I’m one of those people whose brains race at a hundred miles an hour, which makes things like meditation difficult for me (just stop thinking? Easier said than done). With the absence of the music, there was no distraction for my brain anymore. I started moving around a bit in the water, just slowly moving my arms, my legs, focusing on the feeling of the water rather than whatever was going on in the outside world. At one point, the moving made me touch one of the side walls of the pod. As I touched the wall with one of my arms, I gently pushed with the intention of going back to the middle of the pod – and somehow pushed hard enough to end up touching the other wall a few seconds later. Not what I had planned, but you know what? I kind of liked it. So I pushed off again just a tiny bit and this time ended up touching the far end of the pod with my feet.
It felt like I was floating in space with zero gravity. So, since I’m not the kind of person that can just shut off their brain and lie there, I decided I’d just play astronaut for a while and float around in my mini-spaceship from corner to corner (well kind of – there’s no real corners) in slow motion for a while. And while I’m sure this isn’t what the inventors had in mind when designing these pods, it totally worked for me. For the next few minutes, I was focused on feeling the water, feeling my body move in it effortlessly, and imagining I was in space. I wasn’t thinking about what else I had to do that day or what was on my to do list for work. I was in the moment. For me, that’s total relaxation success, and I was happy.
My happy place
So when the music turned back on, indicating my time in the floating pod was over, I wasn’t too keen to get back to real life. But at least I could celebrate my relaxation success. I got up, opened the pod and took a shower. I loved Theta State’s shampoo by the way, I don’t know what it was but something about it was very refreshing and kind of stimulating, and it helped me wake up again.
I got dried off and dressed and went out to their cozy lounge, where I was welcomed back by one of the team members with some fresh hot tea and an energy snack, all designed to gently get my body and mind back into real life and help me function again. We must have spent at least half an hour drinking tea (they were quick with refills) and chatting with the team about our experience, before setting off to continue with our day (full disclosure: we only made it to the next Starbucks down the street, where we set back down with coffee, tea and cookies to continue the relaxation).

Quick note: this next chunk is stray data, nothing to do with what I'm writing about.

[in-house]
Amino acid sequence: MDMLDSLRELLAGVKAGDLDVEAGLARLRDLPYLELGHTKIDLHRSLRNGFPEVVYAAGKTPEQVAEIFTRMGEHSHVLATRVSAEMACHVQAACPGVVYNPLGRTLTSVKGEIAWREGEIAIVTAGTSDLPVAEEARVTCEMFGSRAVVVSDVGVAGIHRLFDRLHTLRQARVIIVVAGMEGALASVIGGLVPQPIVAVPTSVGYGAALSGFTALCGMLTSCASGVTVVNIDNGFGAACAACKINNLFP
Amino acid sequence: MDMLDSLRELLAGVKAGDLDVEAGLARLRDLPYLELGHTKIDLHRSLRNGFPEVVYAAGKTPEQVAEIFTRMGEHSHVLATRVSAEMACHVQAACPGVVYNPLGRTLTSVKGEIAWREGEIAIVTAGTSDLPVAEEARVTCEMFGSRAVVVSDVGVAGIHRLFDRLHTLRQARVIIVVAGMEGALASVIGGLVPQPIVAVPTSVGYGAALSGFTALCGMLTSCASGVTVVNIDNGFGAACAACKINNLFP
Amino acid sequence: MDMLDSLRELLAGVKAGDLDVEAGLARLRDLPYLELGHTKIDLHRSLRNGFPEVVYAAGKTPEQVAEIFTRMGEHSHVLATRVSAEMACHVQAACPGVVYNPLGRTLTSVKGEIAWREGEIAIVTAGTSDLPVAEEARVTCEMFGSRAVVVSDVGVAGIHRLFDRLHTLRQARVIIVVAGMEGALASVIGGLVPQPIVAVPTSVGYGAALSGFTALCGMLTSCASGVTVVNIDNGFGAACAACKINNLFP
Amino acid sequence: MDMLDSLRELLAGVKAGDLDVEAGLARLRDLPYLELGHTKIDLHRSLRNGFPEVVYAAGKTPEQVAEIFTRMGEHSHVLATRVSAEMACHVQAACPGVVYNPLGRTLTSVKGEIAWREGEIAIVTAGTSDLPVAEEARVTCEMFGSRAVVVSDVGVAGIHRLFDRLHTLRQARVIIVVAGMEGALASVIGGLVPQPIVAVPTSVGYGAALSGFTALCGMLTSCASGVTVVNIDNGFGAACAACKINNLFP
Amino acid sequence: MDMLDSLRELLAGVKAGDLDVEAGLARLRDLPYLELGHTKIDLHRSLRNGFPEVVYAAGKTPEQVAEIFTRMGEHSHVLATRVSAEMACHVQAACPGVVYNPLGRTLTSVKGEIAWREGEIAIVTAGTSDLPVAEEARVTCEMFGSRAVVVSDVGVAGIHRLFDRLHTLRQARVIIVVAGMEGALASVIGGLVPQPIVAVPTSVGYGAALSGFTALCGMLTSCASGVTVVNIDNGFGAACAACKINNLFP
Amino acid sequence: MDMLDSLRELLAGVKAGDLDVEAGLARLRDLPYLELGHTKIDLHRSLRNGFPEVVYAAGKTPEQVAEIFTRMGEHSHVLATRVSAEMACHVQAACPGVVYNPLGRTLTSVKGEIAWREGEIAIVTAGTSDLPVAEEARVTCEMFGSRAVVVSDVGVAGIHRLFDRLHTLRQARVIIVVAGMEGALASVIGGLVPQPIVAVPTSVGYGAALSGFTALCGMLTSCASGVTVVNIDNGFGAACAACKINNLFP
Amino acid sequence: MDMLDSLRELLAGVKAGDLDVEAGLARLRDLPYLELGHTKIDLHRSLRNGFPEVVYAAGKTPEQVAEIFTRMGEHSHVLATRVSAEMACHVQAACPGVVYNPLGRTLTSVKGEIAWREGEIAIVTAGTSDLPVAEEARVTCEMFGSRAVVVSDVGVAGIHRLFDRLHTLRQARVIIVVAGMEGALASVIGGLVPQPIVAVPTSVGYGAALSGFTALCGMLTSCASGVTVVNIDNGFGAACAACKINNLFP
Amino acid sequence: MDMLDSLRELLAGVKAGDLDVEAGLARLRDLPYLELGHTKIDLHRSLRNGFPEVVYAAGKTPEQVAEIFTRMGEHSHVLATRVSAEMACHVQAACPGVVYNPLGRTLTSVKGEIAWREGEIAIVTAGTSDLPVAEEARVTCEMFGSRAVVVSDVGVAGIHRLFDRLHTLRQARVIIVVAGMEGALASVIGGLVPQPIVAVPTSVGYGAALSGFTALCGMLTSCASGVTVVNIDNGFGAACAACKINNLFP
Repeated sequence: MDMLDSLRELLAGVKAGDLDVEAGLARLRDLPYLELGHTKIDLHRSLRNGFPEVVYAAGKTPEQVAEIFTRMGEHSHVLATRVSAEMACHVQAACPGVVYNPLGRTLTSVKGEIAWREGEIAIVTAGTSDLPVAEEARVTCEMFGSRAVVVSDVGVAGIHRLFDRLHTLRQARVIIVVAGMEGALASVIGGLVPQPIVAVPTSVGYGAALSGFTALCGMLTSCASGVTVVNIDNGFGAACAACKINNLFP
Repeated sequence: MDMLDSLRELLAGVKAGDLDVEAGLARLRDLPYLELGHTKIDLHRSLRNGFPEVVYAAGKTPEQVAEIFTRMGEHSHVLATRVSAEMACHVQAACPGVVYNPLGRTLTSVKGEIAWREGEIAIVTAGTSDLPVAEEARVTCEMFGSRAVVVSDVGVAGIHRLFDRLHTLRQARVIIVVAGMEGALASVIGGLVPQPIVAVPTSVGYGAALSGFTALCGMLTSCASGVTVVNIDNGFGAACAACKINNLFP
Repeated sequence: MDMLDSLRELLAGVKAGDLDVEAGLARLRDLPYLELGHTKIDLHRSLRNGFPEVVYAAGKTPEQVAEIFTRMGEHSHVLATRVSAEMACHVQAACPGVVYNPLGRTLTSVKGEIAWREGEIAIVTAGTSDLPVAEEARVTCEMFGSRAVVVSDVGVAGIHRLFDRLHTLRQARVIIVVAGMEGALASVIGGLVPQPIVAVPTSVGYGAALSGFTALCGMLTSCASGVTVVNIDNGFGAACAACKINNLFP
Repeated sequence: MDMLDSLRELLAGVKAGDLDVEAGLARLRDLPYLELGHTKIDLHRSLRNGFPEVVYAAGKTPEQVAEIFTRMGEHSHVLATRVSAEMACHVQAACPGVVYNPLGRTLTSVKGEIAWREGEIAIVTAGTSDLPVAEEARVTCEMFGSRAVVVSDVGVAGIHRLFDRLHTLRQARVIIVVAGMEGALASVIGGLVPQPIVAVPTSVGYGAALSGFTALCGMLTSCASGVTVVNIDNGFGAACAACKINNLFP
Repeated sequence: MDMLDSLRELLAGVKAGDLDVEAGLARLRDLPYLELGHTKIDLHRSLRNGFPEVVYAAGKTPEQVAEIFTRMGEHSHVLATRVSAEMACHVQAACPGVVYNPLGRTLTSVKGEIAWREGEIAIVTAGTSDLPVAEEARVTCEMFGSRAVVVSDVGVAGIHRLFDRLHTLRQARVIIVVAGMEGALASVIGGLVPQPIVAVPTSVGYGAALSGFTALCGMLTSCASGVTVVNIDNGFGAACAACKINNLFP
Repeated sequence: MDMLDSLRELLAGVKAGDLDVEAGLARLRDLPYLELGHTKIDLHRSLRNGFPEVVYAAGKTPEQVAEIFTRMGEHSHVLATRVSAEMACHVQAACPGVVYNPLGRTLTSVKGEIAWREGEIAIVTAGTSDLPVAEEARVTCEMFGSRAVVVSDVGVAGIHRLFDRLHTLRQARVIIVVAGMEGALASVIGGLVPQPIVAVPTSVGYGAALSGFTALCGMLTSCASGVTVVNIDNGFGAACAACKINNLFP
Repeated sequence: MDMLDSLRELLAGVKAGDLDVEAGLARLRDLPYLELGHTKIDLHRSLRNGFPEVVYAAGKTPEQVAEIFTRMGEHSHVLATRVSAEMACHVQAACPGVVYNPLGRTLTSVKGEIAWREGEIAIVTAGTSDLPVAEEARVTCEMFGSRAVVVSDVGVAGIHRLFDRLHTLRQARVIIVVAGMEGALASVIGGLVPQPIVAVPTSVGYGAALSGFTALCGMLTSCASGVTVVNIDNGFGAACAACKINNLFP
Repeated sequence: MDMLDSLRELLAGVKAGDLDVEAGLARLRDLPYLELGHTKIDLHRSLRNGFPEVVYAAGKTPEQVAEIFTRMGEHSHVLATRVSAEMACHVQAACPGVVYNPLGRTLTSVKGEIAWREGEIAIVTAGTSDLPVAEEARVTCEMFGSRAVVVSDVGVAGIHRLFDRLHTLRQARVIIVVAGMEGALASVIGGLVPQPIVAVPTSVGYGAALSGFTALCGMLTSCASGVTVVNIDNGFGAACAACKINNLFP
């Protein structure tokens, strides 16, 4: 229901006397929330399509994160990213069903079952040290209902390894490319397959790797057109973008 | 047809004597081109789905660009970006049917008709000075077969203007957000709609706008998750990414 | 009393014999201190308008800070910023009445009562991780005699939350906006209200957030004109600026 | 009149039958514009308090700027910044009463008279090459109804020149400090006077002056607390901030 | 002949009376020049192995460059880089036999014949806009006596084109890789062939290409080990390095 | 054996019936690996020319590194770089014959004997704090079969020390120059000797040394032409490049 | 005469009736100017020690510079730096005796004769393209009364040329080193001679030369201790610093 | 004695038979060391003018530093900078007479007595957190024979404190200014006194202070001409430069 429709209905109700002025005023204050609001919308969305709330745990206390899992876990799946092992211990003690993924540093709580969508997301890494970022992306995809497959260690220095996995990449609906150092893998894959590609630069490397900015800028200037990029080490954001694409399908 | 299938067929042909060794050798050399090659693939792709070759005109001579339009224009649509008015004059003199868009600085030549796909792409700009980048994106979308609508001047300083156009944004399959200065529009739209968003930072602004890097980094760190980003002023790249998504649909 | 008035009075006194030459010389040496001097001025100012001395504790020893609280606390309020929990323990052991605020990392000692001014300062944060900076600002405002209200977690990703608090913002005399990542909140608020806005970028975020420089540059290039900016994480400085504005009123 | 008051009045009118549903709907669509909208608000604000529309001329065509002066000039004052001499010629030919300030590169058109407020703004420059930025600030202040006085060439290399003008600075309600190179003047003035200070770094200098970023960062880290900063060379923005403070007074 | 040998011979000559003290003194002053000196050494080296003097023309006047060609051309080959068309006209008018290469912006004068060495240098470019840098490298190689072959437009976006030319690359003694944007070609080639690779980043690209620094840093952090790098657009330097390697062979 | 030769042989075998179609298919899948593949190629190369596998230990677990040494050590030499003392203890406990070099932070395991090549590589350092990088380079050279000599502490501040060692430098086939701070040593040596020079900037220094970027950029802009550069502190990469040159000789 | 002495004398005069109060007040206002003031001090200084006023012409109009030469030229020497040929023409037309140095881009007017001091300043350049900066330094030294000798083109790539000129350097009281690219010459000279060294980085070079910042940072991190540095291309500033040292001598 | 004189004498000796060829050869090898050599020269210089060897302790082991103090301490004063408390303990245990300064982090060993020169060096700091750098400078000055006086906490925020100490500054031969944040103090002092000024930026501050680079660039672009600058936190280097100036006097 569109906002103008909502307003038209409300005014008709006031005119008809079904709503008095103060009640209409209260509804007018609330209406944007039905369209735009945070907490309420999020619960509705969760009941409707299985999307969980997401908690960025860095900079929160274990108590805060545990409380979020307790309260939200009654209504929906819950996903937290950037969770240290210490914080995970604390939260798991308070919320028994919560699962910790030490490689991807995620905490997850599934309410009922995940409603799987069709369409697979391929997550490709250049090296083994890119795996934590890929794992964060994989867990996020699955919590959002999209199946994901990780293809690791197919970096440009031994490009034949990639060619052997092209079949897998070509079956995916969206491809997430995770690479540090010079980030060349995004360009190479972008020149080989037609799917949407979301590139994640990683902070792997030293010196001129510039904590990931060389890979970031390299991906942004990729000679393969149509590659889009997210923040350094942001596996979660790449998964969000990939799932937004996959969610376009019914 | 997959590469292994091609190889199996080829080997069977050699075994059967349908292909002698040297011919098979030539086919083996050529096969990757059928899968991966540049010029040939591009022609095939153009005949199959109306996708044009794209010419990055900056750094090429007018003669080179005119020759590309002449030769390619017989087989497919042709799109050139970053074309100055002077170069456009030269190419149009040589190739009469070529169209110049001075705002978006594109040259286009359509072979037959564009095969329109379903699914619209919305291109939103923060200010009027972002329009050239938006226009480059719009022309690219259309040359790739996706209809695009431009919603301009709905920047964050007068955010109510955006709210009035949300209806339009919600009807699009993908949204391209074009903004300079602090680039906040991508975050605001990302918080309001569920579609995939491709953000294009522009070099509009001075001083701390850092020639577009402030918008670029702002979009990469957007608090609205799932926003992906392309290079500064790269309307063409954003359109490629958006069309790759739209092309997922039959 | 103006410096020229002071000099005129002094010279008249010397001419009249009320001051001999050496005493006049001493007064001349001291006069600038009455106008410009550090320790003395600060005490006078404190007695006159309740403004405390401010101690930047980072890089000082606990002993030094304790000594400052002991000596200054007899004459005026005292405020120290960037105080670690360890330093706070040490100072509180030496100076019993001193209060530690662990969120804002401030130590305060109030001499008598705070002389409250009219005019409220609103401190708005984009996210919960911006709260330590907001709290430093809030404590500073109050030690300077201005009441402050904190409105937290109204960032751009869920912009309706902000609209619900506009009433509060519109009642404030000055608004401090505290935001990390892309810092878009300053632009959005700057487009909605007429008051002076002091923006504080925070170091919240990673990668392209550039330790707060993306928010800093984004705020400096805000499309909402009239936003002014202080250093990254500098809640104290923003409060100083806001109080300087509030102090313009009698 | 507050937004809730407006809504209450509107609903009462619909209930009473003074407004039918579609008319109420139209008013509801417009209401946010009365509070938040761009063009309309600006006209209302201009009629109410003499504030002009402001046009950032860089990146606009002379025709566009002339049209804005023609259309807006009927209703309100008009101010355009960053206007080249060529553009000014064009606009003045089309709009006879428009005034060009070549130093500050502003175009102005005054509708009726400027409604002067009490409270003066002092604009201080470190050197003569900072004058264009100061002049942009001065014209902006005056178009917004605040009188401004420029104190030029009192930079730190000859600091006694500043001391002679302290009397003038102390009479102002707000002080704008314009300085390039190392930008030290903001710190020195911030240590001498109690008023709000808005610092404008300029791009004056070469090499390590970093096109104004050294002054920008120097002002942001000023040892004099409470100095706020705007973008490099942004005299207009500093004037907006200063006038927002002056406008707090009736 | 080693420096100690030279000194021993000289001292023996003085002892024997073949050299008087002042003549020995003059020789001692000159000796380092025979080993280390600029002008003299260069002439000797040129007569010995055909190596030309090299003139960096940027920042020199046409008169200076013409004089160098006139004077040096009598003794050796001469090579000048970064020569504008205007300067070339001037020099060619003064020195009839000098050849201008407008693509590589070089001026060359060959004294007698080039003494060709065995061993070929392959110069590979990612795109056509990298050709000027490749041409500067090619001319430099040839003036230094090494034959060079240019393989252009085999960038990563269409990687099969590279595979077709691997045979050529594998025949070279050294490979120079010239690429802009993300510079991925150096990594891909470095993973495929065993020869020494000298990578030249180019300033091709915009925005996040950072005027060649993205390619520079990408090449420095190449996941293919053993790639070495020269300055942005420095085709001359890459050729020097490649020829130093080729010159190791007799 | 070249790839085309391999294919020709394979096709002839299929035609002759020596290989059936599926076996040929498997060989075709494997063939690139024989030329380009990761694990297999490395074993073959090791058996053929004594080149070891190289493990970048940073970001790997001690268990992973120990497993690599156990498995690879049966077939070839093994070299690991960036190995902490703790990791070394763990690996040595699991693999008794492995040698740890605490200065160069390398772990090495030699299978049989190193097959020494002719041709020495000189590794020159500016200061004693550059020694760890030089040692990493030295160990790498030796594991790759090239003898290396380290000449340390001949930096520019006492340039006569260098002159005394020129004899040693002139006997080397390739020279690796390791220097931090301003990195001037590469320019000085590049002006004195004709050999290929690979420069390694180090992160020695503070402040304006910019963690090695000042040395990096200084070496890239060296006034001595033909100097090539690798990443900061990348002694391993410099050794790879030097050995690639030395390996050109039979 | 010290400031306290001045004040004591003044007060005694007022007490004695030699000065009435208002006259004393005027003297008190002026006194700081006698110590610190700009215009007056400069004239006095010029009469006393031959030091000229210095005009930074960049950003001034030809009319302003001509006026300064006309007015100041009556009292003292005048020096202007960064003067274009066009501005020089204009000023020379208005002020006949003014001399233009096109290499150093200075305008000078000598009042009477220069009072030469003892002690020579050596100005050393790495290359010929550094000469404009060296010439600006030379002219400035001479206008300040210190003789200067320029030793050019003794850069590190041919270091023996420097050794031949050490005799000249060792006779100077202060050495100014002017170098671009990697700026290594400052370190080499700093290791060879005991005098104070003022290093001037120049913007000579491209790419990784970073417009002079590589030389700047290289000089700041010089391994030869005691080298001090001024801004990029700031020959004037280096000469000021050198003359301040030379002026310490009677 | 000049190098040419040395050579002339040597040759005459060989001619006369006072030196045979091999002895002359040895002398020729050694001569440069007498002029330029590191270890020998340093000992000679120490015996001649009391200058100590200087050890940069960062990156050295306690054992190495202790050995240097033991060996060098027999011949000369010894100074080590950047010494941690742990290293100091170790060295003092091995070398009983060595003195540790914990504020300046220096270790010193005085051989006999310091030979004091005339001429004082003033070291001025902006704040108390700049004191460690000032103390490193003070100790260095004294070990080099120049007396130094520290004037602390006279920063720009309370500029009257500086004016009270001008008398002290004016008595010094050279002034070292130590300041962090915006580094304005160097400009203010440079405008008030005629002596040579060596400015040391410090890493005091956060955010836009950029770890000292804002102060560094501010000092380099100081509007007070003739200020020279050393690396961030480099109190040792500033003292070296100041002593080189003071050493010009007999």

What you need to know
Unless you like to overplan like I do, there’s really not much you need to know about floating. You could go right now, they would provide you with everything you need and explain anything you needed to know.
For me, floating was a really comfortable and enjoyable experience. If you’re worried about the pods making you feel claustrophobic, choose a float center that has larger float rooms. Theta State Float Center had two pod-style rooms and two rooms with large float chambers that are more like walk-in closets that are six foot high. We didn’t check those out, but you can see pictures of them on their website.
And if you don’t like the idea of floating in complete darkness, rest assured that the light controls are inside the pod and you can turn the lights on and off whenever you want. I actually turned mine on a few times when I somehow managed to get salt water in my eyes or to grab the neck pillow that was provided for extra comfort.
Like floating in space!
Finally, to help you solve the one mystery I didn’t manage to solve before I went: you’re supposed to float naked, so no need to bring a bathing suit. Unless you’re a picture taking blogger, of course.
Would I recommend it?
Yes. I really liked my floating experience and am definitely planning on going again, whether it’s at home in Barcelona or when I’m back in Bangkok. Whilst I probably wasn’t the perfect client with my astronaut floating style, I found my own way to relax inside the floating pod and it certainly worked a lot better for me than any attempt at meditation ever did, so for me it was a win.
If you’re in Bangkok, I would definitely recommend Theta State Float Center. The team was very friendly, whilst we had one person mainly looking after us and explaining everything beforehand, everyone who walked past us in the lounge asked us how it was or offered more tea. The private floating rooms looked modern and new, and most importantly, were very clean. They work on a schedule that leaves plenty of time between bookings for planned cleaning after every customer, so I was confident that everything was clean. And, as already mentioned, they provided everything we needed including towels, toiletries and a hair dryer. The center is part of a small mall and there are plenty of cafés, restaurants and shops nearby so you could enjoy this as part of a relaxing luxury day.